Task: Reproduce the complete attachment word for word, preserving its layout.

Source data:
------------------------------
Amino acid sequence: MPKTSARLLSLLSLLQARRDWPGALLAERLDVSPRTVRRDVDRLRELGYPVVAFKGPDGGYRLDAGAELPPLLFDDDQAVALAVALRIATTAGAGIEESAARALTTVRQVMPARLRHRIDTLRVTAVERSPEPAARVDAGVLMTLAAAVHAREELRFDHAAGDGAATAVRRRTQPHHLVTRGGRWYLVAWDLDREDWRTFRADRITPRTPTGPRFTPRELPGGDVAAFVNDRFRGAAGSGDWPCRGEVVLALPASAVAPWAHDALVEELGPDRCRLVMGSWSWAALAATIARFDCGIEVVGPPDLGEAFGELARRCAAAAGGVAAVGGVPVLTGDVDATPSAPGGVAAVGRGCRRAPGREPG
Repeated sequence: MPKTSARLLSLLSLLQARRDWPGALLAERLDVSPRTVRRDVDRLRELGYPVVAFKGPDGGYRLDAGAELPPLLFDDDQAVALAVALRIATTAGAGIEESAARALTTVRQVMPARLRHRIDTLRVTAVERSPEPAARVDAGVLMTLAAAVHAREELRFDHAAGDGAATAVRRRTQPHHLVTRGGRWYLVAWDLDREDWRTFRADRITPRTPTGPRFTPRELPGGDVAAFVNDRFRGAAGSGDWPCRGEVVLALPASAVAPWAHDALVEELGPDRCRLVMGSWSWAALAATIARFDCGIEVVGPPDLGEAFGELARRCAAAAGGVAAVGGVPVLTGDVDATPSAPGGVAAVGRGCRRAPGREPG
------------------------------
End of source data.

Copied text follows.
Amino acid sequence: MPKTSARLLSLLSLLQARRDWPGALLAERLDVSPRTVRRDVDRLRELGYPVVAFKGPDGGYRLDAGAELPPLLFDDDQAVALAVALRIATTAGAGIEESAARALTTVRQVMPARLRHRIDTLRVTAVERSPEPAARVDAGVLMTLAAAVHAREELRFDHAAGDGAATAVRRRTQPHHLVTRGGRWYLVAWDLDREDWRTFRADRITPRTPTGPRFTPRELPGGDVAAFVNDRFRGAAGSGDWPCRGEVVLALPASAVAPWAHDALVEELGPDRCRLVMGSWSWAALAATIARFDCGIEVVGPPDLGEAFGELARRCAAAAGGVAAVGGVPVLTGDVDATPSAPGGVAAVGRGCRRAPGREPG
Repeated sequence: MPKTSARLLSLLSLLQARRDWPGALLAERLDVSPRTVRRDVDRLRELGYPVVAFKGPDGGYRLDAGAELPPLLFDDDQAVALAVALRIATTAGAGIEESAARALTTVRQVMPARLRHRIDTLRVTAVERSPEPAARVDAGVLMTLAAAVHAREELRFDHAAGDGAATAVRRRTQPHHLVTRGGRWYLVAWDLDREDWRTFRADRITPRTPTGPRFTPRELPGGDVAAFVNDRFRGAAGSGDWPCRGEVVLALPASAVAPWAHDALVEELGPDRCRLVMGSWSWAALAATIARFDCGIEVVGPPDLGEAFGELARRCAAAAGGVAAVGGVPVLTGDVDATPSAPGGVAAVGRGCRRAPGREPG